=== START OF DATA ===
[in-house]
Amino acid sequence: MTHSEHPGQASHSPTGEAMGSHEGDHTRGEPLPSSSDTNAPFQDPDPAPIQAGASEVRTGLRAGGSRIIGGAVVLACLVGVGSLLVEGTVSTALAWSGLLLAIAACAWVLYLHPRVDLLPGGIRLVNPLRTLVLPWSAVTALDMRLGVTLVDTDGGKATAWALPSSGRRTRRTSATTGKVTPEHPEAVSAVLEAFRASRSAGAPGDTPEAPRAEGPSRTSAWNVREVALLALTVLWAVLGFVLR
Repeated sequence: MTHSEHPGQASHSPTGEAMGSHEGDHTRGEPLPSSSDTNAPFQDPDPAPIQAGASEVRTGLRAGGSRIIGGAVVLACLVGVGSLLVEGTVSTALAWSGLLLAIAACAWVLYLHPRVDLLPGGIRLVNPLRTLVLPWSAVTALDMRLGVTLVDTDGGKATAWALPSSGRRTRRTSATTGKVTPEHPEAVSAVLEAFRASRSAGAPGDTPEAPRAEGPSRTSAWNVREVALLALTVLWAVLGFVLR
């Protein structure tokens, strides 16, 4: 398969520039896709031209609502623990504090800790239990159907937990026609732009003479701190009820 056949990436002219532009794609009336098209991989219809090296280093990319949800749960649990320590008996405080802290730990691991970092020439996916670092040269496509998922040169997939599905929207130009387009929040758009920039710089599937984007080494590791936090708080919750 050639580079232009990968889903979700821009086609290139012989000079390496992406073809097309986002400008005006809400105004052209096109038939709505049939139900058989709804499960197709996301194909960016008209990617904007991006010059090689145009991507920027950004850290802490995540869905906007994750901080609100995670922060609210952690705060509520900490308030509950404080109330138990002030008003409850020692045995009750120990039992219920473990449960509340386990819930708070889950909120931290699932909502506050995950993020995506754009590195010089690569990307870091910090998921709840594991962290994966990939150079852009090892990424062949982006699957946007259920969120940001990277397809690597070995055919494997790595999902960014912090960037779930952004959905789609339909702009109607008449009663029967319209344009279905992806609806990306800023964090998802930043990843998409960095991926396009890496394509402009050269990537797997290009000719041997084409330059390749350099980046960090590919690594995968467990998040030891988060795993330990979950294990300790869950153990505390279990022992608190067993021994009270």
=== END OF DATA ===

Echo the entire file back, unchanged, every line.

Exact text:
[in-house]
Amino acid sequence: MTHSEHPGQASHSPTGEAMGSHEGDHTRGEPLPSSSDTNAPFQDPDPAPIQAGASEVRTGLRAGGSRIIGGAVVLACLVGVGSLLVEGTVSTALAWSGLLLAIAACAWVLYLHPRVDLLPGGIRLVNPLRTLVLPWSAVTALDMRLGVTLVDTDGGKATAWALPSSGRRTRRTSATTGKVTPEHPEAVSAVLEAFRASRSAGAPGDTPEAPRAEGPSRTSAWNVREVALLALTVLWAVLGFVLR
Repeated sequence: MTHSEHPGQASHSPTGEAMGSHEGDHTRGEPLPSSSDTNAPFQDPDPAPIQAGASEVRTGLRAGGSRIIGGAVVLACLVGVGSLLVEGTVSTALAWSGLLLAIAACAWVLYLHPRVDLLPGGIRLVNPLRTLVLPWSAVTALDMRLGVTLVDTDGGKATAWALPSSGRRTRRTSATTGKVTPEHPEAVSAVLEAFRASRSAGAPGDTPEAPRAEGPSRTSAWNVREVALLALTVLWAVLGFVLR
């Protein structure tokens, strides 16, 4: 398969520039896709031209609502623990504090800790239990159907937990026609732009003479701190009820 056949990436002219532009794609009336098209991989219809090296280093990319949800749960649990320590008996405080802290730990691991970092020439996916670092040269496509998922040169997939599905929207130009387009929040758009920039710089599937984007080494590791936090708080919750 050639580079232009990968889903979700821009086609290139012989000079390496992406073809097309986002400008005006809400105004052209096109038939709505049939139900058989709804499960197709996301194909960016008209990617904007991006010059090689145009991507920027950004850290802490995540869905906007994750901080609100995670922060609210952690705060509520900490308030509950404080109330138990002030008003409850020692045995009750120990039992219920473990449960509340386990819930708070889950909120931290699932909502506050995950993020995506754009590195010089690569990307870091910090998921709840594991962290994966990939150079852009090892990424062949982006699957946007259920969120940001990277397809690597070995055919494997790595999902960014912090960037779930952004959905789609339909702009109607008449009663029967319209344009279905992806609806990306800023964090998802930043990843998409960095991926396009890496394509402009050269990537797997290009000719041997084409330059390749350099980046960090590919690594995968467990998040030891988060795993330990979950294990300790869950153990505390279990022992608190067993021994009270």